By Mary MacVean
2:41 PM PST, December 19, 2012
Think your children will snack only on chips? Researchers found otherwise – and kids who were served vegetables and cheese ate 72% fewer calories than the kids offered chips.
Moreover, the effects were more pronounced among overweight or obese children, according to the study published Monday in the journal Pediatrics.
Researchers from Cornell University randomly sorted 201 children from the Chicago area in grades three to six into four groups: just chips, just cheese, just vegetables, cheese and vegetables. The kids were told the study was about the TV watching they were going to do while they snacked.
“The eating of non-nutrient dense snack foods is considered a major factor contributing to childhood obesity,” the researchers wrote. Not only are kids eating snacks with little nutritional value, but according to the U.S. Department of Agriculture, children today eat an average of three snacks a day, compared with one snack 30 years ago.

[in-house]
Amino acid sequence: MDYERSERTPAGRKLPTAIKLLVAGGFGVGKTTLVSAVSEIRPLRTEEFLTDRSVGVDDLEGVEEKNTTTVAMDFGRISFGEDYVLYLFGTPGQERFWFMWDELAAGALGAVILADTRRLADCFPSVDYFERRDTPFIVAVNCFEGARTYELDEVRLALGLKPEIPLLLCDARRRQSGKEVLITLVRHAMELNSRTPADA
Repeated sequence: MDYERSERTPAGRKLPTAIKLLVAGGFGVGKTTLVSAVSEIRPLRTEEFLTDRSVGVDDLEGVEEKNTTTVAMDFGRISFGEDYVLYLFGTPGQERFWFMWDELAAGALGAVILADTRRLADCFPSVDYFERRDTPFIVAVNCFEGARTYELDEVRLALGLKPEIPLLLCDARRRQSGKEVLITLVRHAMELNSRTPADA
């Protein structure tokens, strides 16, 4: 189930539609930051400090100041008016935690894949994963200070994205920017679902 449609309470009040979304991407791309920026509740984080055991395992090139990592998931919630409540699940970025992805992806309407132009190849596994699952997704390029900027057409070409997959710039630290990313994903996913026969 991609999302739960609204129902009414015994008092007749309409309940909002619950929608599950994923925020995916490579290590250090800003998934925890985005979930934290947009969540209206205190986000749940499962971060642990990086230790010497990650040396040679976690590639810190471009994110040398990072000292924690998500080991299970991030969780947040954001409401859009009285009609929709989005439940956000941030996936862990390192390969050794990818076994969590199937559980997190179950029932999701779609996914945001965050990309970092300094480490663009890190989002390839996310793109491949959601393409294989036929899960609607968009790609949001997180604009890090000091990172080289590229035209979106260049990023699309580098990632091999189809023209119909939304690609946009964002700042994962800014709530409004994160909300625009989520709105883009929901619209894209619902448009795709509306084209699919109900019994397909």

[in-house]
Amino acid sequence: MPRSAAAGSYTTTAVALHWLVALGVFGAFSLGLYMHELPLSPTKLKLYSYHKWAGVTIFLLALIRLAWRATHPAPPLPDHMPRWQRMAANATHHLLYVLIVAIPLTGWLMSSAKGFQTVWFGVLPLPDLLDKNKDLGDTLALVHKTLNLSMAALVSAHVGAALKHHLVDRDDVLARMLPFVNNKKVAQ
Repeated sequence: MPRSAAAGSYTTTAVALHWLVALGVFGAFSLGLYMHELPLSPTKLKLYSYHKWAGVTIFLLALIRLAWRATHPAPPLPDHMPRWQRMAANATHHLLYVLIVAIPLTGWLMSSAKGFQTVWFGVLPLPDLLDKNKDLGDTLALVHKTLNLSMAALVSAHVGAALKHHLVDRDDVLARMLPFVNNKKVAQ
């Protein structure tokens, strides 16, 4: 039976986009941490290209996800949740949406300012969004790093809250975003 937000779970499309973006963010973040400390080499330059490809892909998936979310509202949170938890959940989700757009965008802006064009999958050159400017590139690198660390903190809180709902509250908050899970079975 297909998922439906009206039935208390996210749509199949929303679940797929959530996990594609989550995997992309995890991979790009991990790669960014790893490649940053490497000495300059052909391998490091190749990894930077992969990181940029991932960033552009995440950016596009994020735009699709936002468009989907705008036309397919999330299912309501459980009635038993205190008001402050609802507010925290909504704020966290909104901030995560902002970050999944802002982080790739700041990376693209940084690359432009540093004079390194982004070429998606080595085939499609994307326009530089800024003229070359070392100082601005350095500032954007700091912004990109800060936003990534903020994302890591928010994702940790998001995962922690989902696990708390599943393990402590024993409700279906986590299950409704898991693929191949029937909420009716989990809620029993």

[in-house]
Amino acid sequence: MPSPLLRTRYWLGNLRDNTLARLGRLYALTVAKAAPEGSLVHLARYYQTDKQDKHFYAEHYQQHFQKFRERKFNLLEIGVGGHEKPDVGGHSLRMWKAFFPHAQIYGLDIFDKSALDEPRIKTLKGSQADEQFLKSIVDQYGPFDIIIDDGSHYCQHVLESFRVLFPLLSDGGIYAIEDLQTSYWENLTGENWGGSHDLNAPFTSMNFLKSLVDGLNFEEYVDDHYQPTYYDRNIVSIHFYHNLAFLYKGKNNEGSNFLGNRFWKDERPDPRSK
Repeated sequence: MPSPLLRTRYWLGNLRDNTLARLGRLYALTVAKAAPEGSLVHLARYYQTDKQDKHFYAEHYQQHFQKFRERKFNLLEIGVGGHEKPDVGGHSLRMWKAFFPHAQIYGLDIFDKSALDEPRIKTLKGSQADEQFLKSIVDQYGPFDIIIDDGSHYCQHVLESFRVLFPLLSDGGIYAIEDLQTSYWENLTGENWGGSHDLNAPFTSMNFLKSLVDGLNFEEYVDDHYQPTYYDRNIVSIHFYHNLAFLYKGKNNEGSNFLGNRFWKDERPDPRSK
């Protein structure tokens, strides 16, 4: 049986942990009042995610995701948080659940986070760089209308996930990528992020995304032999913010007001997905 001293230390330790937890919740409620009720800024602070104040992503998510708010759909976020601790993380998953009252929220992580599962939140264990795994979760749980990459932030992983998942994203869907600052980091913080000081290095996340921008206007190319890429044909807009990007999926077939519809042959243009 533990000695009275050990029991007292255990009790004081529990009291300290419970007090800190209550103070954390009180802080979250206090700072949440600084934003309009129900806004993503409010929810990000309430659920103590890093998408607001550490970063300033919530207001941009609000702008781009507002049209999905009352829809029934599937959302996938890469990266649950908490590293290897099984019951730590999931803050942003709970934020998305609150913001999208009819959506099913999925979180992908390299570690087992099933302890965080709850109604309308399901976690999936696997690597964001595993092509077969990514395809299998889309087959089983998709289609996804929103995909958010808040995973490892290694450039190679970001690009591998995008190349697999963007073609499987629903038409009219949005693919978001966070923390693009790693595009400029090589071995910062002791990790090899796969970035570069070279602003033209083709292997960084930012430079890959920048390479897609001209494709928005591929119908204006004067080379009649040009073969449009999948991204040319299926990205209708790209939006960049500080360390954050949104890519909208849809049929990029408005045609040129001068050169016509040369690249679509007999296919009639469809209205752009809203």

Cornell’s research looks at some alternatives to parents controlling what their children eat; that control can backfire, the researchers said.
So they allowed the children to eat as much as they chose.
Children given potato chips and Cheetos ate 620 calories. The cheese-only kids ate 200 calories. The veggie-only kids ate 60, and the combination snackers ate 170 calories.
“If children were to eat cheese and vegetables in place of NND snack foods, snacking could be a good source of fiber, protein and calcium,” the researchers wrote.
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